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GOP Official Accuses Kansas City Of Doxxing Chiefs Kicker After Now Deleted X Post

After Kansas City's X account posted Harrison Butker's city of residence, Missouri's Attorney General Andrew Bailey is accusing them of doxxing the Chiefs kicker.

Screenshot of Harrison Butker

Andrew Bailey, Missouri's GOP Attorney General, has accused Kansas City officials of doxxing Chiefs kicker Harrison Butker after his divisive commencement speech and has pledged to hold the city accountable.

The controversy arose from a post on Kansas City's official X account on Wednesday evening, which read:

“Just a reminder that Harrison Butker lives in the City of Lee’s Summit.”

The post, published on X, formerly Twitter, was removed within two hours, and the account subsequently issued an apology, saying the information had been "shared in error."

The city's post came after Butker made national headlines for a misogynistic and anti-LGBTQ+ commencement speech criticizing working women, reproductive rights, surrogacy, and LGBTQ+ rights at the ultra-conservative Benedictine College in Atchison, Kansas.

Not long afterward, Bailey wrote the following response:

"MY office is demanding accountability after [Kansas City] doxxed [Harrison Butker] last night for daring to express his religious beliefs. I will enforce the Missouri Human Rights Act to ensure Missourians are not targeted for their free exercise of religion."
"Stay tuned."

You can see Bailey's post below.

Kansas City Mayor Quinton Lucas also responded publicly, condemning the original post as “clearly inappropriate for a public account.” Lucas said that Kansas City "has correctly apologized for the error, will review account access, and ensure nothing like it is shared in the future from public channels."

Doxxing is defined as the process of searching for and publishing "private or identifying information about (a particular individual) on the internet, typically with malicious intent."

But Butker's residence is no secret.

As reported in a February 2023 article from The Stamford Advocate, Butker owns "a six-bedroom home in Lee's Summit that had been on the market for $550,000." The outlet noted that the 5,600-square-foot residence is located on a cul-de-sac and "includes a three-season porch, a primary bathroom with a heated floor, and a walk-out lower level complete with a second kitchen."

That Butker, a public figure, lives in Lee's Summit is clearly public knowledge—so Bailey's pledge wasn't the "gotcha" he might think it is.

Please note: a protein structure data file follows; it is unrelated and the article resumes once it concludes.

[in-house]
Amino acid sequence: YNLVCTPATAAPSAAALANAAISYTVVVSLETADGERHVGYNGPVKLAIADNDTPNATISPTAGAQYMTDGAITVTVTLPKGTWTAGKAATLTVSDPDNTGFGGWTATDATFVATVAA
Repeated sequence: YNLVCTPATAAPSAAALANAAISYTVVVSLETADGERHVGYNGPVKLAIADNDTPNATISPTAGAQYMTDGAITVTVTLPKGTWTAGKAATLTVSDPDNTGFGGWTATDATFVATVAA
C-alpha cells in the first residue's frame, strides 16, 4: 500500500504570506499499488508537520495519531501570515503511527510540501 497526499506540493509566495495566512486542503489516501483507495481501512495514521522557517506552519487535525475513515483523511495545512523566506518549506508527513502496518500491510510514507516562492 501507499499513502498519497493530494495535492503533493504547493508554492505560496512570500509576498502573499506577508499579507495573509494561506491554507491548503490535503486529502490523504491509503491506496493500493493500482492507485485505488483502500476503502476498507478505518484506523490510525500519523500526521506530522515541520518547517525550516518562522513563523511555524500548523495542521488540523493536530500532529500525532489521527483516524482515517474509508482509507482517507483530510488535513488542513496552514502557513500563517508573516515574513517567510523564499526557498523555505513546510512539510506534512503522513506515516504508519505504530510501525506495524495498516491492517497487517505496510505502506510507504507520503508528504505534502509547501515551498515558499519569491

The response from Kansas City officials as well as Bailey's overwrought reaction have only added to the controversy surrounding Butker, who urged male graduates to "fight against the cultural emasculation of men," claimed that "abortion, IVF, surrogacy, euthanasia, as well as a growing support for degenerative cultural values in media all stem from the pervasiveness of disorder."

Addressing women graduates directly, he added:

"For the ladies present today, congratulations on an amazing accomplishment. I want to speak directly to you briefly because I think it is you, the women, who have had the most diabolical lies told to you."
"Some of you may go on to lead successful careers in the world, but I would venture to guess that the majority of you are most excited about your marriage and the children you will bring into this world."

Butker also claimed that he is "beyond blessed" because his wife Isabelle "would convert to the faith, become my wife, and embrace one of the most important titles of all: Homemaker.” He said her "dream of having a career might not have come true, but if you ask her today if she has any regrets on her decision, she would laugh out loud without hesitation, and say, 'Hey, no.'"

The football player also denounced Pride—a celebration of LGBTQ+ solidarity and identity as resistance to discrimination and violence—as "dangerous gender ideologies," further describing it as a commemoration of "deadly sins ... that has an entire month dedicated to it." He called on graduates to adhere to "the true God-centered pride that is cooperating with the holy ghost to glorify him."

Butker has not yet responded to the backlash but his employer, the National Football League (NFL), distanced itself from his remarks, saying his views "are not those of the NFL as an organization."

Additionally, a petition launched Tuesday to have Butker dismissed from the team for discriminatory remarks has amassed more than 183,000 signatures.